This Day in History

Sept. 15, 2013: Lummi Nation Began Kwel hoy’ Totem Pole Journey

Time Periods: 2001-
Themes: Climate Justice, Environment, Native American

Healing pole created by Lummi master carver Jewell James. Photo courtesy of the Bellingham Herald.

On September 15, 2013, members of the Lummi Nation of Washington State began the Kwel hoy’ Totem Pole Journey, a 1,700-mile, 16-day trip in solidarity with Tribal Nations’ opposition to the transport of Tar Sands through their land. Kwel hoy’ means “We draw the line,” and symbolizes the growing resistance to extractive fossil fuel projects.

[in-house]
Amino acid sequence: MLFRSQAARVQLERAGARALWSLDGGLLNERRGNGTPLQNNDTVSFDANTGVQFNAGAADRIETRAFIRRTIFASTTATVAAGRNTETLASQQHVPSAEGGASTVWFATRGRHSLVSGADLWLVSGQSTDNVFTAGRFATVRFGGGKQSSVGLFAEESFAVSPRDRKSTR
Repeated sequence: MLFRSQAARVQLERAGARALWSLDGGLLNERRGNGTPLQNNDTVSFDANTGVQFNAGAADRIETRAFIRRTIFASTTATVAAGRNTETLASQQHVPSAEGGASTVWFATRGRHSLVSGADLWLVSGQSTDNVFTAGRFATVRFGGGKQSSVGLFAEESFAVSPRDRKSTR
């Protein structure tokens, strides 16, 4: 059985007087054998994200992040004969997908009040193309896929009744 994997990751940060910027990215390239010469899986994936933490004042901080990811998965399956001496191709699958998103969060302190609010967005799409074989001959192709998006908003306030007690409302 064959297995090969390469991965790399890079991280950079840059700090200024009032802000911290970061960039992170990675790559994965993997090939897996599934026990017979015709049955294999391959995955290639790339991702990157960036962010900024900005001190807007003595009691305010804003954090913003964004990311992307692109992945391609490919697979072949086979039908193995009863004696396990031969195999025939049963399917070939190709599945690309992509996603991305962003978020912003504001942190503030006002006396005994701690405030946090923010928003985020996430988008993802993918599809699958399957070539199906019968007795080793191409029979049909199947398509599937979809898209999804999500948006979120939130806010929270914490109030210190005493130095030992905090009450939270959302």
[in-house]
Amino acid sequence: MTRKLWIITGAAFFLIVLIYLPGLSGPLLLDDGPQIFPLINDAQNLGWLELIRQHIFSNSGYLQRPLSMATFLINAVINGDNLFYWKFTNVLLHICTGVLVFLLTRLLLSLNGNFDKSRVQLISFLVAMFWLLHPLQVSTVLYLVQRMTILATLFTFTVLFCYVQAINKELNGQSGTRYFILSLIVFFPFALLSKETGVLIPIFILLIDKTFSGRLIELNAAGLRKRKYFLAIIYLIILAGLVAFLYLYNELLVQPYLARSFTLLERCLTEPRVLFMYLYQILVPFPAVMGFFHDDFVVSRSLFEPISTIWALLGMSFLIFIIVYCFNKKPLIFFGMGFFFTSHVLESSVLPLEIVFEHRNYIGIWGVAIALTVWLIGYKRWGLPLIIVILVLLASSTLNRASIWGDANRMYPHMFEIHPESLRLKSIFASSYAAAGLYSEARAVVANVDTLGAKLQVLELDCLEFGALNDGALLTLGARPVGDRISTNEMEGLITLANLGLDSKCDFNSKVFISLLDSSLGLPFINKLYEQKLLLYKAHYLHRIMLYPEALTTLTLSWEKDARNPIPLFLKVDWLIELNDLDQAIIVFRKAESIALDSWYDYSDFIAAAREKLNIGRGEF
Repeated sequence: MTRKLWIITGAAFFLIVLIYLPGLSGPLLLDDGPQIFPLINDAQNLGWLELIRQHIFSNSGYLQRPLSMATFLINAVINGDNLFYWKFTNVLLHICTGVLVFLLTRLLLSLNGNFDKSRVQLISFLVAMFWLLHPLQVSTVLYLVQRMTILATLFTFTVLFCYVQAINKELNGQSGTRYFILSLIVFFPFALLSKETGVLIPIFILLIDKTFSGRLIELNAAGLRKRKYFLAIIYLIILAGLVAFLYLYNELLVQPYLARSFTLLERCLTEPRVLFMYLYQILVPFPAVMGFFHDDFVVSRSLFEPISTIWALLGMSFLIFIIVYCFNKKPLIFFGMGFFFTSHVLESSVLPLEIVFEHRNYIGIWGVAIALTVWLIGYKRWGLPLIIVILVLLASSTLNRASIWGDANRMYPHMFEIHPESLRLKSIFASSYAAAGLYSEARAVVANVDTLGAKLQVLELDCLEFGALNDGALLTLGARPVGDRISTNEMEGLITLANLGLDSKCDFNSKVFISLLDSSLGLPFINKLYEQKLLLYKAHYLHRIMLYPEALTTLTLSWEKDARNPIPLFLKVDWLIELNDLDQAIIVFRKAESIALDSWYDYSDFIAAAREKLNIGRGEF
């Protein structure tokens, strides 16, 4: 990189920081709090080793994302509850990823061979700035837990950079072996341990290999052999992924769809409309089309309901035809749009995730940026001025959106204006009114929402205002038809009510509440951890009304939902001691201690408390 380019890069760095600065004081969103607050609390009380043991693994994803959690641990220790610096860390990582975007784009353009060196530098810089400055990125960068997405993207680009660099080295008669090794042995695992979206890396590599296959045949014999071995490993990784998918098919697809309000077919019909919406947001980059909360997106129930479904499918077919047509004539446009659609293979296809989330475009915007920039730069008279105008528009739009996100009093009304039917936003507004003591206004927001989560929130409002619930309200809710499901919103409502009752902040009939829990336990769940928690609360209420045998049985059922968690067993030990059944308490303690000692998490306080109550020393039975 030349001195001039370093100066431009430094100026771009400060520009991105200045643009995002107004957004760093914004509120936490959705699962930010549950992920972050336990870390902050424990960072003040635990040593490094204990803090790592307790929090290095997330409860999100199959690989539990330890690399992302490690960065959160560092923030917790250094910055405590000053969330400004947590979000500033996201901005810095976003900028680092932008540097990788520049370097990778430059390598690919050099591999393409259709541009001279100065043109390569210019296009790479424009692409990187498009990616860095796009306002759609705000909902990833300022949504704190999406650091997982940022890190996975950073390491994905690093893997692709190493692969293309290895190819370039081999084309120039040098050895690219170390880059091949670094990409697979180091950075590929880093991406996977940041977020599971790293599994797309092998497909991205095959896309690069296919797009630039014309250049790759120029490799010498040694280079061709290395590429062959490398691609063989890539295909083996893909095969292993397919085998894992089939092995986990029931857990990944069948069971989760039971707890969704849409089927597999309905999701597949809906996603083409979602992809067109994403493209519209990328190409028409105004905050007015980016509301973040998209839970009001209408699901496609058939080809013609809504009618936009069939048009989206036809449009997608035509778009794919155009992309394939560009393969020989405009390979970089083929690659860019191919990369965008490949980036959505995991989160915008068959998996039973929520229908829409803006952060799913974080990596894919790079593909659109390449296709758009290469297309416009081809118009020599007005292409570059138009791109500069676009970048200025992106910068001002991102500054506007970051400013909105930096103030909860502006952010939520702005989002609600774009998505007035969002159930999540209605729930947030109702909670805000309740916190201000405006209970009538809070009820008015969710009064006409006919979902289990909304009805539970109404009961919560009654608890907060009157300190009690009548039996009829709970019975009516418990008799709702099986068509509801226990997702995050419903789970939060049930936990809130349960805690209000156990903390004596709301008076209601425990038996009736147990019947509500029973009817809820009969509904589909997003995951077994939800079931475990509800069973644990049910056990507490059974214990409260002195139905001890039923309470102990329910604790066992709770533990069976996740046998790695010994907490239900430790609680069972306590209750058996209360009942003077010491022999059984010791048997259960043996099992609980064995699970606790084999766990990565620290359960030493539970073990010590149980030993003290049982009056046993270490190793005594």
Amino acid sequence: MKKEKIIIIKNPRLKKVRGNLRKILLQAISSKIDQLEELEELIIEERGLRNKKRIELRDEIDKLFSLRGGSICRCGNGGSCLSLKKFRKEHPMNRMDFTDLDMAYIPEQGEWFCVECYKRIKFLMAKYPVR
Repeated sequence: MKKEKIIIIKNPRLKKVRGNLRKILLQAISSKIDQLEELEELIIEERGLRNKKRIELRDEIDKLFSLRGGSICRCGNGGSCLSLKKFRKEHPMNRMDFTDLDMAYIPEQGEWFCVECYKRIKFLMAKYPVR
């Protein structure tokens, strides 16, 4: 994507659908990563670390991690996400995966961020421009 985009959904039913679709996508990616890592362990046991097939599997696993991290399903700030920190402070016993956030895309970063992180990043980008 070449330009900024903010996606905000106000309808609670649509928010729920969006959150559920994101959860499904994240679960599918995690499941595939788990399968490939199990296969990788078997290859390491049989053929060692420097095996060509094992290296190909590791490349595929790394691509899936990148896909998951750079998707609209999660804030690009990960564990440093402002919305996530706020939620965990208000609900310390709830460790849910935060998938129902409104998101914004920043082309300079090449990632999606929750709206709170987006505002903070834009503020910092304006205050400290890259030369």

This journey has been repeated every year since, demonstrating the ongoing commitment to solidarity among Nations and opposition to the fossil fuel economy.

Read more about the Lummi Nation’s work for the Salish Sea and orcas at their website.

Teach about these growing acts of resistance with the lesson “Teaching Blockadia: How the Movement Against Fossil Fuels Is Changing the World” by Bill Bigelow, Adam Sanchez, and Tim Swinehart.